04/21/14 3:00pm
04/21/2014 3:00 PM
This home on Old Orchard Lane in East Marion has gone into foreclosure.

This house in East Marion after it went into foreclosure in 2011. (Credit: Options Realty, file)

To the Editor:

Swaying in the wind, their presence hides an escalating problem that virtually affects us all.

Once the symbol of upward mobility and a promising future, real estate signs on front lawns in many cases signify another casualty inflicted by the high cost of living on Long Island.

Change is inevitable, we are told. That often overused phrase has more meaning now than ever before. For many, the suburban lifestyle that we have grown accustomed to is slipping away, not by choice but for economic reasons.

Surveys in the past, taken by Nassau and Suffolk residents asking if they planned to continue living here, showed the desire to exit is increasing dramatically. It should come as no surprise that many residents plan to leave the island. The cost of buying a home or renting one on Long Island has become exceedingly high and beyond the reach of many who would continue to live here, if they simply could afford to.

For many, living here is no longer feasible. The cost of owning and maintaining a home has become such a financial burden that the only realistic alternative is to relocate off the island.

Affordable housing has become a serious issue that continues to threaten the demographic profile of both Nassau and Suffolk counties. For many, the dream of owning a home and raising a family here has become just that: a dream.

A growing number of residents in the 18- to 24-year old demographic profile are either moving or are planning to leave the island, primarily for economic reasons. Although this is alarming, the fact remains that little is being done to retain this segment of our population. As a result, the demographic profile of our island will shift in favor of older, established residents, who can somewhat better handle the financial drain of living here.

This precarious situation is quite problematic as the status-quo of our island is undermined as this transition progresses. The void left behind by our newly evolving social landscape will not easily be filled. This is in stark contrast to an island that was a prime destination for countless young adults who wished to stay here and maintained a quality lifestyle.

As more and more residents are forced to vacate their homes, a sense of despair takes hold. Like characters from John Steinbeck’s ‘ Grapes of Wrath’, families are exiting Long Island in search of a better and most importantly, affordable lives.

Jason Hill, RIDGE

04/10/14 6:00am
04/10/2014 6:00 AM


To the editor:

Excuse me, am I the only one who sees a crisis building up through our brain drain of young folks here on the East End? The school district presentation for the Mattituck-Cutchogue budget showed that in the 2016-17 school year, enrollment is projected to hit the lowest level in more than 30 years, with just 1,189 students from kindergarten through 12th grade.  (more…)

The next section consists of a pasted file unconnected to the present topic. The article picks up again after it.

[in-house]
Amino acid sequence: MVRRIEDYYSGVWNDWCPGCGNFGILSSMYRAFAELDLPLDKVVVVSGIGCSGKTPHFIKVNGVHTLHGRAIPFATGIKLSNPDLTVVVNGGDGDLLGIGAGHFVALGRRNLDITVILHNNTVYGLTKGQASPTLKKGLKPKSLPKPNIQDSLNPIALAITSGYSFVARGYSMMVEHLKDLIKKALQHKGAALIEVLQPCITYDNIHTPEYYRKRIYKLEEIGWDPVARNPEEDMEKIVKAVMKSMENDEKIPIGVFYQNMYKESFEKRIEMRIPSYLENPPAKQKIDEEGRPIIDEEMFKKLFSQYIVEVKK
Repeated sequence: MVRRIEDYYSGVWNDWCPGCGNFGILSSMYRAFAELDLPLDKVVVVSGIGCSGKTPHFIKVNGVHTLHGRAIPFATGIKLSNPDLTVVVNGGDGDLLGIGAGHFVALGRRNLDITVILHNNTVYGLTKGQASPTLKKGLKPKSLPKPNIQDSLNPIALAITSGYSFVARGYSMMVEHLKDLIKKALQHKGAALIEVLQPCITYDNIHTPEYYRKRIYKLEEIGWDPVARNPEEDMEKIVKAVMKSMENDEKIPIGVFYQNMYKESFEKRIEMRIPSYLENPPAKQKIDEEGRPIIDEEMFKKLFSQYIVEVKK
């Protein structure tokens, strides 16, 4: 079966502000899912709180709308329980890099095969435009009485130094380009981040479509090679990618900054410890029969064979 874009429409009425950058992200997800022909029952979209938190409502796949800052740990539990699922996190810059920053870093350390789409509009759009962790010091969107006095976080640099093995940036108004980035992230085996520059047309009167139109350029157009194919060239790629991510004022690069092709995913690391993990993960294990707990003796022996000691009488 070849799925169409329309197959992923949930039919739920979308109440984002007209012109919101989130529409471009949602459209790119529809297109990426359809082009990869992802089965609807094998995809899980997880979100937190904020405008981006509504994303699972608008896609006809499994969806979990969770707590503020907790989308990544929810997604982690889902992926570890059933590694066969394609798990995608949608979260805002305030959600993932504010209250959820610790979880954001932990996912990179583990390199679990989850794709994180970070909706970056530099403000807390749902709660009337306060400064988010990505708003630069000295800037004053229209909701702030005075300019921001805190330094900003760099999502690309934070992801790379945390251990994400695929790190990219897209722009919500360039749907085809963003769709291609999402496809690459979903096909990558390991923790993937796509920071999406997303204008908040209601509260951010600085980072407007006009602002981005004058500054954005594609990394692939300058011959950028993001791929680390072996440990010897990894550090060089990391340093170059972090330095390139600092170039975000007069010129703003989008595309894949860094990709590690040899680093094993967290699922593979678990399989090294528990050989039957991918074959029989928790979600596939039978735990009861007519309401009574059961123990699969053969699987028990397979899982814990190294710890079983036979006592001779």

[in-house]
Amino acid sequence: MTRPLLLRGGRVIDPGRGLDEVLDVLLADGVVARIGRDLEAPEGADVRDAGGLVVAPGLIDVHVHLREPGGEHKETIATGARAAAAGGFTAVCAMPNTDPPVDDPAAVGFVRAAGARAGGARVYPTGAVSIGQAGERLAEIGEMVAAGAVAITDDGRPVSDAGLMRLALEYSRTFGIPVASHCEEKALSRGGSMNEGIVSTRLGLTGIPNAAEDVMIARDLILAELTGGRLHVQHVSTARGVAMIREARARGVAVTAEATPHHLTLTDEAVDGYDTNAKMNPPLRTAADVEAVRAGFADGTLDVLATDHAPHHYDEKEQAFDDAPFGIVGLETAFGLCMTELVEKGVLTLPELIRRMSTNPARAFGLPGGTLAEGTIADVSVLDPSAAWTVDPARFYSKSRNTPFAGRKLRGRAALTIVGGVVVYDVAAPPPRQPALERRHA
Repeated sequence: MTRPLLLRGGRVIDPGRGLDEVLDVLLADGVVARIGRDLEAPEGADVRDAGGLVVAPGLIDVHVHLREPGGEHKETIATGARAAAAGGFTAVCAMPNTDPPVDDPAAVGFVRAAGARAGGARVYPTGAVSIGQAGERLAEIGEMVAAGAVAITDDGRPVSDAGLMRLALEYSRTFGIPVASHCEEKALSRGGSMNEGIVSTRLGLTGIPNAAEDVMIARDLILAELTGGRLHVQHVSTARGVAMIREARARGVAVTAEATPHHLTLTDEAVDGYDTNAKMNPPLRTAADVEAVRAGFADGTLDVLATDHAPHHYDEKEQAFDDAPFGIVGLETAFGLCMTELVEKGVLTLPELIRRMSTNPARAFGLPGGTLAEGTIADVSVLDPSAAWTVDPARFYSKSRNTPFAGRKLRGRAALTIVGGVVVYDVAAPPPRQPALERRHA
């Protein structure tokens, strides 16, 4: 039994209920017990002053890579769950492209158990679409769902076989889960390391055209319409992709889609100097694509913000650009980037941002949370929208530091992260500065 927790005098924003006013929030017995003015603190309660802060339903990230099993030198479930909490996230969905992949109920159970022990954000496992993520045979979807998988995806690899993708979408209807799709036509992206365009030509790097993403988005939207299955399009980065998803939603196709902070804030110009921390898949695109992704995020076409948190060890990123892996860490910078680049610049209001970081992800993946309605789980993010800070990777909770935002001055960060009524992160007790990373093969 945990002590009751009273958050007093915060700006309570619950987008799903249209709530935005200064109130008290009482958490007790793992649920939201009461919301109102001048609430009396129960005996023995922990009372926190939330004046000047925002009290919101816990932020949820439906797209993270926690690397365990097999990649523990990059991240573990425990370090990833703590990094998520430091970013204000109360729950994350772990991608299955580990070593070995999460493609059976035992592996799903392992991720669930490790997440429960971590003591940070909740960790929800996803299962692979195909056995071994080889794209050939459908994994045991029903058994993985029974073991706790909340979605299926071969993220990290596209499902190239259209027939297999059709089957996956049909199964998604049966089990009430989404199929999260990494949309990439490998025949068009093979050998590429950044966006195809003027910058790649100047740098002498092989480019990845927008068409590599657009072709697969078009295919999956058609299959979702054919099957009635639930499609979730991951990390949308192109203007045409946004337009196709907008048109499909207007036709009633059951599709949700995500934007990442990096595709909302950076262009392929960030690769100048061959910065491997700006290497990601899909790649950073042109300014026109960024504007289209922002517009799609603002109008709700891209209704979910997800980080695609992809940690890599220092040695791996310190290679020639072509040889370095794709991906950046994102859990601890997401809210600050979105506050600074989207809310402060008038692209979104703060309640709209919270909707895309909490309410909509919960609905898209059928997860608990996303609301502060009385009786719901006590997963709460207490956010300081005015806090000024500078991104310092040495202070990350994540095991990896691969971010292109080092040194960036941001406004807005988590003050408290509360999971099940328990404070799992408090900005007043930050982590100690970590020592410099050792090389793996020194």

04/03/14 6:00am
04/03/2014 6:00 AM
A sandbar at the end of Pine Neck Road in Southold. (Credit: Barbaraellen Koch)

A sandbar at the end of Pine Neck Road in Southold. (Credit: Barbaraellen Koch)

To the editor:

In his letter to the Suffolk Times last week, North Fork Environmental Council president Bill Toedter brought up significant points about nitrogen pollution and waste water treatment on the East End. I would like to add to the conversation. (more…)

03/27/14 6:00am
03/27/2014 6:00 AM
Southold School District Superintendent David Gamberg

Southold School District Superintendent David Gamberg

To the editor:

As a student in Greenport High School I was fairly surprised to hear that David Gamberg would become the superintendent of Greenport as well as retain his position in Southold. How can Mr. Comanda’s job be replaced by someone who can only be here half the time at most, when his job was one where he made over $200,000 last year and was able to retire at 55? (more…)

03/25/14 2:00pm
03/25/2014 2:00 PM

A federal sharpshooter’s view from an elevated box blind on a Nassau Point property during a 2013 deer cull. (Courtesy photo)

To the editor:

Local business owners should have thought about the impact this deer cull would have when they decided to allow out-of-town sharpshooters on their land for this so-called deer management program. For a town that increasingly relies on tourism, our local politicians have been negligent when it comes to protecting the image of Southold and how out-of-town visitors would look upon what’s happening.  (more…)

03/13/14 5:00am
03/13/2014 5:00 AM

Southold Town police

To the editor:

The Feb. 10 Suffolk Times reported that police arrested a Peconic man whose license had been suspended 29 times previously, and now accused him of again driving without a license or car registration. The March 6 issue reported on a Bellport man with 100 active suspensions who was arrested for speeding in an unregistered vehicle, with no insurance, no inspection and “switched” license plates. (more…)

03/06/14 5:00am
03/06/2014 5:00 AM

Dogtown owners in a 2010 photo with several of their furry friends, from left: Anthony Pollina with Tulip, James Dosch with Zoey and Rebecca Dosch holding Sunny. (Credit: Katharine Schroeder photo)

To the editor:

One of the concerns raised about Southold Town is the lack of opportunities for the younger generation to make a living. Indeed, I agree that there are limitations, but it might be good to recognize some young people who are truly entrepreneurs.  (more…)